The ATO has stated that the tax system in Australia is not in a position to be compared with the tax system of European Union nations, the anti-avoidance laws of the Australian Federal government has been enacted to the defy the erosion of the nation’s tax base. This rational e behind this decision is that the anti-avoidance laws of the state aims at preventing the multinational companies from using artificial arrangements for the purpose of avoiding the acknowledgment of the profits to a permanent business in the country (Lin et al. 2016). The Australian government passed new legislation in order to prevent the multinational companies from shifting their profits in order to avoid payment of corporate taxes.
The international and the national tax system have been attempting to act in pace with the technological developments that have made the global economy highly motivated and enabled by assets and structures that are intangible and highly portable. Since the tax regimes have been developed during a period when most of the tradeable assets were tangible and convenient to locate, various countries have been putting in efforts in their respective tax system in order to account for such assets. The techno giant Apple had to pay $80.3 million in tax where the revenue amounted to only $6 billion, owing to the complicated but legal tax structure, which permitted the techno giant to shift its profits to an Irish subsidiary. The company has stated in its arguments that it acted in full compliance with its local tax obligations. The company argued that despite the adoption of the stringent approach towards the multinationals, the ATO have been granting Apple tax rulings completely in favor of the company.
The company stated that the majority of the company’s revenue is derived from the distribution of the finished goods to Australian consumers and businesses. The company purchases the finished goods from its offshore associates at a higher price.  It results in profits proportionate with the activities carried out by Apple in Australia. The APA agreement with Apple expired and Apple is willing to enter into a further APA with the ATO. The Australian government relies largely on corporate tax as a result of which the reputation of the company is affected. The ATO stated that APA agreements are entered into in the event where the ATO has a positive working relationship with the company on the basis of full disclosure. Apple further argued that it still persists to have an open relationship with ATO and the company continues to act incompliance with the tax obligation of the country (Devereux 2016).
The techno giant argued that since its APA agreement has expired it was willing to renew the agreement. However, the ATO asserted that the APA agreements cannot be moved forward , instead, such agreements must be reviewed on a regular basis in order to ensure that the agreement continues to be appropriate and relevant to the nature of the business that is carried out in Australia (Huesecken and Overesch 2015).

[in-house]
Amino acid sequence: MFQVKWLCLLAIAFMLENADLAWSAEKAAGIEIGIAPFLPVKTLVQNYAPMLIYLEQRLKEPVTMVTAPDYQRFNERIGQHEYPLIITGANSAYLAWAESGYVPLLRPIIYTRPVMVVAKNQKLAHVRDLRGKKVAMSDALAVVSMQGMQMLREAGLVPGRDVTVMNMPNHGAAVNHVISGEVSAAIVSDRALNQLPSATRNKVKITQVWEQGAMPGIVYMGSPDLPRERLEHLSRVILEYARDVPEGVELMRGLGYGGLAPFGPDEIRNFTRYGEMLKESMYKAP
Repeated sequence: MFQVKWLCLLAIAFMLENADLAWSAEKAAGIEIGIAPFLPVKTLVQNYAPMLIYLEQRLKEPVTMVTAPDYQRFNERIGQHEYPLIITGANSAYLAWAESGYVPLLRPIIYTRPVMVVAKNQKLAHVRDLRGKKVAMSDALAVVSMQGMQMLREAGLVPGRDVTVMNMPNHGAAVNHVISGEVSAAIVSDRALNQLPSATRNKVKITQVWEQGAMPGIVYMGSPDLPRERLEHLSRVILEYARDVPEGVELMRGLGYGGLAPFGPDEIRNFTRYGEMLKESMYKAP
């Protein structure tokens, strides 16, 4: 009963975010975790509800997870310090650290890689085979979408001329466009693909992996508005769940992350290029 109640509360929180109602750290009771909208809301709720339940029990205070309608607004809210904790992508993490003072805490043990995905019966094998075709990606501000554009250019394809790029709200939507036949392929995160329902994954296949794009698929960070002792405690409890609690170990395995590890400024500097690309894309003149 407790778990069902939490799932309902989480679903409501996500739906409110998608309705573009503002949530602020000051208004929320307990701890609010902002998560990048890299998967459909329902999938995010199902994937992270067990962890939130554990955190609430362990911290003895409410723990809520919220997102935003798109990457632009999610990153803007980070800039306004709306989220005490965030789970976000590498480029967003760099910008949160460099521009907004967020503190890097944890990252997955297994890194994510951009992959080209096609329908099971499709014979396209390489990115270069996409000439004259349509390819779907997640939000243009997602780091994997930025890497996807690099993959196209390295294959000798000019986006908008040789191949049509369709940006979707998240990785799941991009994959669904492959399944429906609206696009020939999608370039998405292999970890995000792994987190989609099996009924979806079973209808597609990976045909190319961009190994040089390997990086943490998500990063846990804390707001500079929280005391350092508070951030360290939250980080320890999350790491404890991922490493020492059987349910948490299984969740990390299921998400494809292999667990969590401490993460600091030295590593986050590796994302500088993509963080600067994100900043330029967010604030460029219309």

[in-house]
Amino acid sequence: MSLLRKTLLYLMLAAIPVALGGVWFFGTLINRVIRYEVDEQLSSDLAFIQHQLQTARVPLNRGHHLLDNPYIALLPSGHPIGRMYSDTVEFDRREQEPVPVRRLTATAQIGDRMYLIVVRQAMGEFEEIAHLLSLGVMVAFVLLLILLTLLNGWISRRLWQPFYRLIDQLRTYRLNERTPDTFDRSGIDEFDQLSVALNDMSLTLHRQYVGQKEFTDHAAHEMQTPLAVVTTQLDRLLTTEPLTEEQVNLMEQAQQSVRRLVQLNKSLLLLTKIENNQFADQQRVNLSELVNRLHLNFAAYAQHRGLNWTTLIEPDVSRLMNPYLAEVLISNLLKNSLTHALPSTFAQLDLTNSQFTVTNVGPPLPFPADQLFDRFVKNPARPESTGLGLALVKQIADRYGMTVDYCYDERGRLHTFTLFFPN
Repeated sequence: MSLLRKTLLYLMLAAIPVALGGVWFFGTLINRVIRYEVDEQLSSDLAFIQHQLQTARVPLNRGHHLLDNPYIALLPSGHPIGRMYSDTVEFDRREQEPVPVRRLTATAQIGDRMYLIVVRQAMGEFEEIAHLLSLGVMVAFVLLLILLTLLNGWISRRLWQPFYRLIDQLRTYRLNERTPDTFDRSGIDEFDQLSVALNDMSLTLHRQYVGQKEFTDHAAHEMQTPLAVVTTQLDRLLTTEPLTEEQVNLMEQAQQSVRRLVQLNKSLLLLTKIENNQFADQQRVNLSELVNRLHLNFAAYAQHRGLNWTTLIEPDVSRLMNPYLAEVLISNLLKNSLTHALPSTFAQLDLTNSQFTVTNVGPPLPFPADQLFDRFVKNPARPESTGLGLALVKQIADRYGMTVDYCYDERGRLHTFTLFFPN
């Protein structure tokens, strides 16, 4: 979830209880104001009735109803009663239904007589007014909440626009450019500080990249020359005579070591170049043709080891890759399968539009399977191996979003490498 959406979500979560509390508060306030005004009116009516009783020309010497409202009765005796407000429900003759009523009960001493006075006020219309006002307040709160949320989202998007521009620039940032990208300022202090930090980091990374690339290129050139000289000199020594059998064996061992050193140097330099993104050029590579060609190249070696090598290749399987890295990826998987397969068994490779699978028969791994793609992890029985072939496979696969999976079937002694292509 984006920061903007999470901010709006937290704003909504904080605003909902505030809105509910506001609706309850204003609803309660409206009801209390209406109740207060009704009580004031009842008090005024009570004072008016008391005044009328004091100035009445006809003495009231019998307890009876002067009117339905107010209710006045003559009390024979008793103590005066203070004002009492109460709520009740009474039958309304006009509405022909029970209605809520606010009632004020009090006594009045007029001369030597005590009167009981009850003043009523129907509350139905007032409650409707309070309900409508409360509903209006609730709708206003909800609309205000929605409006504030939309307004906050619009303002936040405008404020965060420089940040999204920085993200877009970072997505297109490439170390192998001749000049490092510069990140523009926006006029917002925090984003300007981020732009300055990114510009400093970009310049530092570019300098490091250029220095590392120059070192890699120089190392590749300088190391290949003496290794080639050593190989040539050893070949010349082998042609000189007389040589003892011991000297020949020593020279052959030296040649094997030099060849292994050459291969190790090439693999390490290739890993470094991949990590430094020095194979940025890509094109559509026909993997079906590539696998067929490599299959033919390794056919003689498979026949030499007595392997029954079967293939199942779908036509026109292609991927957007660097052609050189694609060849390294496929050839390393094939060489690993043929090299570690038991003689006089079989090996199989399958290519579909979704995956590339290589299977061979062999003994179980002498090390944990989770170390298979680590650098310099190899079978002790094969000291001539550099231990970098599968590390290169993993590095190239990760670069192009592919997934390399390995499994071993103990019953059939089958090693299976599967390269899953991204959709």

Further, another legal framework that governs the consumer rights in Australia have initiated legal action against Apple Inc on the ground that it used a software update to disable iPhones whose cracked scenes are fixed by the third parties. The Australian Consumer Law (ACL) governs the techno giant operating in Australia. Apple has disabled hundreds of smart phones and tablet services with the software update and then the company refused to unlock the same on the ground that the consumers had their products serviced or repaired by non-Apple repairers (Corones 2016). According to the ACL, the consumer guarantee rights exist independently, irrespective of the warranty provided by the manufacturer, therefore, just because the consumers have repaired their products by a third party, the consumer rights under the ACL shall not be extinguished.
According to the ACL, Apple has been alleged to be engaged in deceptive or misleading conduct and that it had made deceptive or misleading representations to the consumers regarding its software updates and the rights of the customers to get their products repaired by the company (Corones 2013). The Australian Competition and Consumer Commission (ACCC) had brought legal action against the Techno giant on the ground of deceptive and misleading advertisements and was seeking declarations, injunctions, corrective notices, costs and compliance program orders against the multinational company.  Section 18 of the ACCC states that any conduct of any corporation in trade or commerce, which is deceptive or misleading or is likely to be deceptive or misleading is strictly prohibited. According to Section 12 DA of the Australian Securities and Investment Commission Act 2001 also prohibits deceptive or misleading conduct in financial services. These legislations aims at safeguarding the consumers by preventing businesses from misleading the customers and the legal framework is applicable to every situations that is related to or is in the course of trade or commerce in Australia.